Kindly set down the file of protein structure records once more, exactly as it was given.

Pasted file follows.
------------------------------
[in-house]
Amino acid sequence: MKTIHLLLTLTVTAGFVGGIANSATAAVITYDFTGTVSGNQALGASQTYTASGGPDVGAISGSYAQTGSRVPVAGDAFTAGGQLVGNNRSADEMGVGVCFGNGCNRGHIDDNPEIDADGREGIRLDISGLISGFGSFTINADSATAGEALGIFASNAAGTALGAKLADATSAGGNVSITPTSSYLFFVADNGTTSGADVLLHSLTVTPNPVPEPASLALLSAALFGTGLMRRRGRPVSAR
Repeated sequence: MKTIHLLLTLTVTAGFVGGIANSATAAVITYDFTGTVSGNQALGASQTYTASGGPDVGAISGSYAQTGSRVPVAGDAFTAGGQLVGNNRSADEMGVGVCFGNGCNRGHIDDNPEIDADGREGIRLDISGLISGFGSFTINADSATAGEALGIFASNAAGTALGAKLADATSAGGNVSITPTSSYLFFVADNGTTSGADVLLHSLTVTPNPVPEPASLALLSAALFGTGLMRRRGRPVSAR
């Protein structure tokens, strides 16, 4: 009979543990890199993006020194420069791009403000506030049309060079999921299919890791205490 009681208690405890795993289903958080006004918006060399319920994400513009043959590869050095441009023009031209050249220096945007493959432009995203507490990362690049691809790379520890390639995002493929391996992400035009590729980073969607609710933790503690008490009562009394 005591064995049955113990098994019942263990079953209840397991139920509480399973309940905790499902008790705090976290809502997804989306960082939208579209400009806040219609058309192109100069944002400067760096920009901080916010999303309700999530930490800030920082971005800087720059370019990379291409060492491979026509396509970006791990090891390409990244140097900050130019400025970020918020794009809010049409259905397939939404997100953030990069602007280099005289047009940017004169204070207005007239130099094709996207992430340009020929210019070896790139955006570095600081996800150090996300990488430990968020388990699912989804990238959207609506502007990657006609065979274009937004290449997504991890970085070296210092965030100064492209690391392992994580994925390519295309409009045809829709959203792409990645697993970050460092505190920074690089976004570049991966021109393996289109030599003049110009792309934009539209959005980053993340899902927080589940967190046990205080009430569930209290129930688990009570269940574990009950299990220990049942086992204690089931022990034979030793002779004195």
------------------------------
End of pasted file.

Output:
[in-house]
Amino acid sequence: MKTIHLLLTLTVTAGFVGGIANSATAAVITYDFTGTVSGNQALGASQTYTASGGPDVGAISGSYAQTGSRVPVAGDAFTAGGQLVGNNRSADEMGVGVCFGNGCNRGHIDDNPEIDADGREGIRLDISGLISGFGSFTINADSATAGEALGIFASNAAGTALGAKLADATSAGGNVSITPTSSYLFFVADNGTTSGADVLLHSLTVTPNPVPEPASLALLSAALFGTGLMRRRGRPVSAR
Repeated sequence: MKTIHLLLTLTVTAGFVGGIANSATAAVITYDFTGTVSGNQALGASQTYTASGGPDVGAISGSYAQTGSRVPVAGDAFTAGGQLVGNNRSADEMGVGVCFGNGCNRGHIDDNPEIDADGREGIRLDISGLISGFGSFTINADSATAGEALGIFASNAAGTALGAKLADATSAGGNVSITPTSSYLFFVADNGTTSGADVLLHSLTVTPNPVPEPASLALLSAALFGTGLMRRRGRPVSAR
């Protein structure tokens, strides 16, 4: 009979543990890199993006020194420069791009403000506030049309060079999921299919890791205490 009681208690405890795993289903958080006004918006060399319920994400513009043959590869050095441009023009031209050249220096945007493959432009995203507490990362690049691809790379520890390639995002493929391996992400035009590729980073969607609710933790503690008490009562009394 005591064995049955113990098994019942263990079953209840397991139920509480399973309940905790499902008790705090976290809502997804989306960082939208579209400009806040219609058309192109100069944002400067760096920009901080916010999303309700999530930490800030920082971005800087720059370019990379291409060492491979026509396509970006791990090891390409990244140097900050130019400025970020918020794009809010049409259905397939939404997100953030990069602007280099005289047009940017004169204070207005007239130099094709996207992430340009020929210019070896790139955006570095600081996800150090996300990488430990968020388990699912989804990238959207609506502007990657006609065979274009937004290449997504991890970085070296210092965030100064492209690391392992994580994925390519295309409009045809829709959203792409990645697993970050460092505190920074690089976004570049991966021109393996289109030599003049110009792309934009539209959005980053993340899902927080589940967190046990205080009430569930209290129930688990009570269940574990009950299990220990049942086992204690089931022990034979030793002779004195």